CRCL is a congressionally mandated office dedicated purely to monitoring and working to remediate potential or actual bureaucratic harms that diminish civil rights or civil liberties. We do this through a holistic approach, from complaint intake to engaging communities to understand their grievances with the Department. By my reckoning, it is the largest office of its kind in any government agency in the world, and its one reason why I decided to join my fellow colleagues at CRCL, to contribute to this important mission. DHS is serious about guarding civil rights and civil liberties, and I am proud to say that DHS has allocated considerable resources to complete this mission.
The security-privacy-civil liberties debate often focuses on the concept of balance, implying a citizen must give up some freedoms to achieve greater safety. Is there an appropriate balance and if so, how do we define it?
The idea that we have to give up our liberty to ensure our security is a false tradeoff. Civil rights and security are too-often explained as being mutually exclusive. I call this the “all or nothing” argument. It goes something like this: when times are tough, security needs to be increased, and doing so means reducing civil liberties by an equivalent quanta. I think that argument is false. There need not be any tradeoff. We can enjoy civil liberties and increased security simultaneously – securing airplane doors after 9/11 is one example. Doing so, however, requires feedback from NGO advocates and strong, resilient communities that are willing—and respected—partners with public agencies.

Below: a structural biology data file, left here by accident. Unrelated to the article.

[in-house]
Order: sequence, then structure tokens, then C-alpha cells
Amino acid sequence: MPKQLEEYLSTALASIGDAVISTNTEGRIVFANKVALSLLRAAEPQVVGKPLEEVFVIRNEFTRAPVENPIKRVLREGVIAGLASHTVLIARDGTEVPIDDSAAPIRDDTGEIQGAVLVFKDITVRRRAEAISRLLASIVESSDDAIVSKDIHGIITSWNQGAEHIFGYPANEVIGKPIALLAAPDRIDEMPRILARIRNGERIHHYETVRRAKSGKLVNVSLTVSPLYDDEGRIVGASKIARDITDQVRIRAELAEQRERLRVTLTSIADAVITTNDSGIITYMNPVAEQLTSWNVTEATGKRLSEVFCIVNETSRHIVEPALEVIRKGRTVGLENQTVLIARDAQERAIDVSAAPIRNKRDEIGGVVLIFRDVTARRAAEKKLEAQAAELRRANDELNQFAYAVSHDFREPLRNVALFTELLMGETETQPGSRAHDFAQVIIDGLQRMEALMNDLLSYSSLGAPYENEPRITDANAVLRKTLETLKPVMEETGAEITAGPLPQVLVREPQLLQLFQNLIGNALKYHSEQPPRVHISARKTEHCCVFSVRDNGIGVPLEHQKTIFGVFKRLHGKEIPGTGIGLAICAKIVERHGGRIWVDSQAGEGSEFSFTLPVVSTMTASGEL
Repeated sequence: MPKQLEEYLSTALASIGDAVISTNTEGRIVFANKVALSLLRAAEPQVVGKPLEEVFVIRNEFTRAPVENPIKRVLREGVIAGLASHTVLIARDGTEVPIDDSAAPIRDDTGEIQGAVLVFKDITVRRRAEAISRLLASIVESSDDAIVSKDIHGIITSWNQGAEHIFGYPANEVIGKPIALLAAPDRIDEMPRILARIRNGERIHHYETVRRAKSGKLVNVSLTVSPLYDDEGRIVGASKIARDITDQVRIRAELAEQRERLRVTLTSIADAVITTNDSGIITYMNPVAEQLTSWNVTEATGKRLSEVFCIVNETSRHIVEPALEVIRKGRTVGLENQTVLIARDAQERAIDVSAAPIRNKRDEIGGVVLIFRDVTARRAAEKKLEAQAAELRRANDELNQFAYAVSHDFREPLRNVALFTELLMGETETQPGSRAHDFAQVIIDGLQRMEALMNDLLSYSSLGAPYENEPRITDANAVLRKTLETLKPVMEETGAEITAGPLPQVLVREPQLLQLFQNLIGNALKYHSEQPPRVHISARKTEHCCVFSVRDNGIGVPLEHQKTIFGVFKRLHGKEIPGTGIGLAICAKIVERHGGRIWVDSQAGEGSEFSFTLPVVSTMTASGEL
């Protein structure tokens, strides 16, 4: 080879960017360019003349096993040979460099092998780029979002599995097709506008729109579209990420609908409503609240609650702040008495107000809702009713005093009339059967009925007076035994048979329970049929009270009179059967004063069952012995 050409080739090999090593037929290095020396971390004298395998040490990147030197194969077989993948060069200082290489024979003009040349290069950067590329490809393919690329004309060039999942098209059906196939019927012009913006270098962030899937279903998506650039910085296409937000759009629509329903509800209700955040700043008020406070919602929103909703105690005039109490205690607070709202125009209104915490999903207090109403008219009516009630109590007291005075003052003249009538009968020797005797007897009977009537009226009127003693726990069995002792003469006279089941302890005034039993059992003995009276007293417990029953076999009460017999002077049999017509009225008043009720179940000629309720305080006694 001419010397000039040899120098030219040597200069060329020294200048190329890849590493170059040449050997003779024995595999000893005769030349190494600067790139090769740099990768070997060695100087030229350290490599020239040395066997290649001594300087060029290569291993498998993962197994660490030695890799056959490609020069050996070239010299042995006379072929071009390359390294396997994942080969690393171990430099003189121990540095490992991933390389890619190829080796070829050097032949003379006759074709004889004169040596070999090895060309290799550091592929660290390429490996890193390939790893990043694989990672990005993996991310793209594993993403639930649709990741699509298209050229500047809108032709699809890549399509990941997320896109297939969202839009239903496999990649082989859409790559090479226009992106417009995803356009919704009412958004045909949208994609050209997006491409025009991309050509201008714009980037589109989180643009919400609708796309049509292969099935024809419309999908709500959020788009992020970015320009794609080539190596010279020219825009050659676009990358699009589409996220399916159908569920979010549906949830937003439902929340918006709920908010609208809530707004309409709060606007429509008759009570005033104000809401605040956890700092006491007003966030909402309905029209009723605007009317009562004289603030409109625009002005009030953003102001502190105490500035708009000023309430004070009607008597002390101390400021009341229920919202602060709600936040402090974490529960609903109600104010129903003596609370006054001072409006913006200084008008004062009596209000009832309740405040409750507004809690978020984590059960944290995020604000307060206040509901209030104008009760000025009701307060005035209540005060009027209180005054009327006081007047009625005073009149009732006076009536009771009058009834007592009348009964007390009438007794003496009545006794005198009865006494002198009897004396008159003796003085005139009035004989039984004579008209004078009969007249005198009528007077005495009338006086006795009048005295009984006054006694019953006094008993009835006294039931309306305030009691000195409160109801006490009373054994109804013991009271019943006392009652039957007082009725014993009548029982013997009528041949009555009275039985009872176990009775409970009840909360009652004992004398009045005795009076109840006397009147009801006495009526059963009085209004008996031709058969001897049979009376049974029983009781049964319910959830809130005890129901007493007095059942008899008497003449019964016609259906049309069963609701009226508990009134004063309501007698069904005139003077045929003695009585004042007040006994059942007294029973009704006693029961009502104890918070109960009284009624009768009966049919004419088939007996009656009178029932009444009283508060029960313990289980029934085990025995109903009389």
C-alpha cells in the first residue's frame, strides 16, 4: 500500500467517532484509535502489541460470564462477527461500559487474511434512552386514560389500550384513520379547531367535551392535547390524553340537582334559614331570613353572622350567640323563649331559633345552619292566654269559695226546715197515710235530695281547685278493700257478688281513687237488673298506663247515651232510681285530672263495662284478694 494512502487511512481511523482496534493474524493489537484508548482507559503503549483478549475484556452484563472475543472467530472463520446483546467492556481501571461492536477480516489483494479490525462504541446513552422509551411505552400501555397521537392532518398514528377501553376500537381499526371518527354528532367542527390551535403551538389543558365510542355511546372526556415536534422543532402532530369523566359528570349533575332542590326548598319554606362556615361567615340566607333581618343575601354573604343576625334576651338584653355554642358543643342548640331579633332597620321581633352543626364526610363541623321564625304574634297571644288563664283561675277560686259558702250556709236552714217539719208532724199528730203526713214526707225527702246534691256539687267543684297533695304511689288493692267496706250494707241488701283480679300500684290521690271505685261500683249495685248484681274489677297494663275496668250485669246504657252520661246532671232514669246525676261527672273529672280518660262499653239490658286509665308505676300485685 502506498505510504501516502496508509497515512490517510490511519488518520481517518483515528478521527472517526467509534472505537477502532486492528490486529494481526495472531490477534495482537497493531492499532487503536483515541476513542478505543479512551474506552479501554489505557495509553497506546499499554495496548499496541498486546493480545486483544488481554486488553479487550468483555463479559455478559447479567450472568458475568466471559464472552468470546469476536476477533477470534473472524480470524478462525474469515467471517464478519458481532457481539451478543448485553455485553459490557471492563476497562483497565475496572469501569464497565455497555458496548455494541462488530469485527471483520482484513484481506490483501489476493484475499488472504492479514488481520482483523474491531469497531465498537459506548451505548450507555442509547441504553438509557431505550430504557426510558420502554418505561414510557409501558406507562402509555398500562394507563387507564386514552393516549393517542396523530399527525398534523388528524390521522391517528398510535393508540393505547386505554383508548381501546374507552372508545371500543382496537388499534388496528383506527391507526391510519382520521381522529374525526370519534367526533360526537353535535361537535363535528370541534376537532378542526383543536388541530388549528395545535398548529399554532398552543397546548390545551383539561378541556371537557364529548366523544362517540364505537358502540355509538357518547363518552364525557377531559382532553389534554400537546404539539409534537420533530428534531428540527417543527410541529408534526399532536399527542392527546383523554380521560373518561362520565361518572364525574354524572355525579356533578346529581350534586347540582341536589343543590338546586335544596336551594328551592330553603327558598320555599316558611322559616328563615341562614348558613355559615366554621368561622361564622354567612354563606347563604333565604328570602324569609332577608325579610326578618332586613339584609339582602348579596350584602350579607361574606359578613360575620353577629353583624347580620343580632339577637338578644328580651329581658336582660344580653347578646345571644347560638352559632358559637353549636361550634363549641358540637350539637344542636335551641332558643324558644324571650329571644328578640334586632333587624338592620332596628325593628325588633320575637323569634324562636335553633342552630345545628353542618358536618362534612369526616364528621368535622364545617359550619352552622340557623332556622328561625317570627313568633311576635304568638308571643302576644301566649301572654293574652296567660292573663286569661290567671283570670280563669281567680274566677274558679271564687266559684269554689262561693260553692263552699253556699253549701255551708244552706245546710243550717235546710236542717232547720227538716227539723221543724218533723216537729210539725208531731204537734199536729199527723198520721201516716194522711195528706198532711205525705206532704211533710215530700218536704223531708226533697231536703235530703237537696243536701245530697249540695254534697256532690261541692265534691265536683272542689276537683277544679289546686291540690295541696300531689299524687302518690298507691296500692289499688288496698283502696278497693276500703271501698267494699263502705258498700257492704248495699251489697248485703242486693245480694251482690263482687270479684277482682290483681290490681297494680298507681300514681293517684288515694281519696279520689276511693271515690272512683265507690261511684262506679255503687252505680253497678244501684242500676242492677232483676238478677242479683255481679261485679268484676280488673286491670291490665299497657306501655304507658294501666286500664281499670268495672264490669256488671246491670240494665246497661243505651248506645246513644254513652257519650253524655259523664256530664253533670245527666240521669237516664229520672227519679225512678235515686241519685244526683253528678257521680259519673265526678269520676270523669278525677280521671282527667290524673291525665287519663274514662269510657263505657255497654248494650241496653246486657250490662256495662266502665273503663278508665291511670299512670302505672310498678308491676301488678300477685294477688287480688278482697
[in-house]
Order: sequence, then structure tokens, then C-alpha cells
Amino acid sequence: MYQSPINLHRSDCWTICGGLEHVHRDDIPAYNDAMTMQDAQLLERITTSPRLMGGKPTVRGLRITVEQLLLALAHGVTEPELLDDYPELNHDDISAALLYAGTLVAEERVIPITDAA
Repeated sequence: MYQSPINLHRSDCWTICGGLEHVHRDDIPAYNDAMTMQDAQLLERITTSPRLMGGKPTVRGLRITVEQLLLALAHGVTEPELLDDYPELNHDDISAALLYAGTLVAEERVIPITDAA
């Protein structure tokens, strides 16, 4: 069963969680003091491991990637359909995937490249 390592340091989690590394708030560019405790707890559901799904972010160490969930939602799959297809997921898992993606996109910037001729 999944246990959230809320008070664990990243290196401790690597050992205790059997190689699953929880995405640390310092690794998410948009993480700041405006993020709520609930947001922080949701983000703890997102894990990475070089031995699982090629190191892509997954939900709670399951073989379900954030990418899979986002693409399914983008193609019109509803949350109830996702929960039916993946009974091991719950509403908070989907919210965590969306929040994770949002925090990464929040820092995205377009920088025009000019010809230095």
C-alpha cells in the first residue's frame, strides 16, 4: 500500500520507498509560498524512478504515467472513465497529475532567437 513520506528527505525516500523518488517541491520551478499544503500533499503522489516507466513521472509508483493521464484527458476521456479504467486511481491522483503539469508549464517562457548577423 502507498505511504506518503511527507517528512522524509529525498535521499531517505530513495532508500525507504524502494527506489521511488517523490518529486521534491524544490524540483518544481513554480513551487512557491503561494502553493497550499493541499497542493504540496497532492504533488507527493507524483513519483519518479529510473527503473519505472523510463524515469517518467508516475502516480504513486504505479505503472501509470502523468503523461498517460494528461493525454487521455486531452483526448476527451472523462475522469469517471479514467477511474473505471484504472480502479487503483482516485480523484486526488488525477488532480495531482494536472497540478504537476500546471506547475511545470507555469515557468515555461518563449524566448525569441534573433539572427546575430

So what is a strong community? How does it help ensure civil liberties are preserved amid changing homeland security priorities?
A strong community is able to recognize and articulate the problems they are experiencing, which is far easier said than done. Recognizing harms, developing consensus, and taking action are all complex endeavors, and every community is at different stages of integration, education and awareness of collective action.
We are fortunate to have a civil society in the United States that is robust, active and highly engaged. It is self-financed, mostly private and well-staffed. This is quite different from many other countries where organizations that represent community interests are government funded, which creates a huge conflict of interest. In the United States, we have community groups, advocacy organizations, media watchdogs, academics and other organizations that communities can pay to collectively represent their interests and file lawsuits on their behalf. For most new Americans, this set up is especially foreign.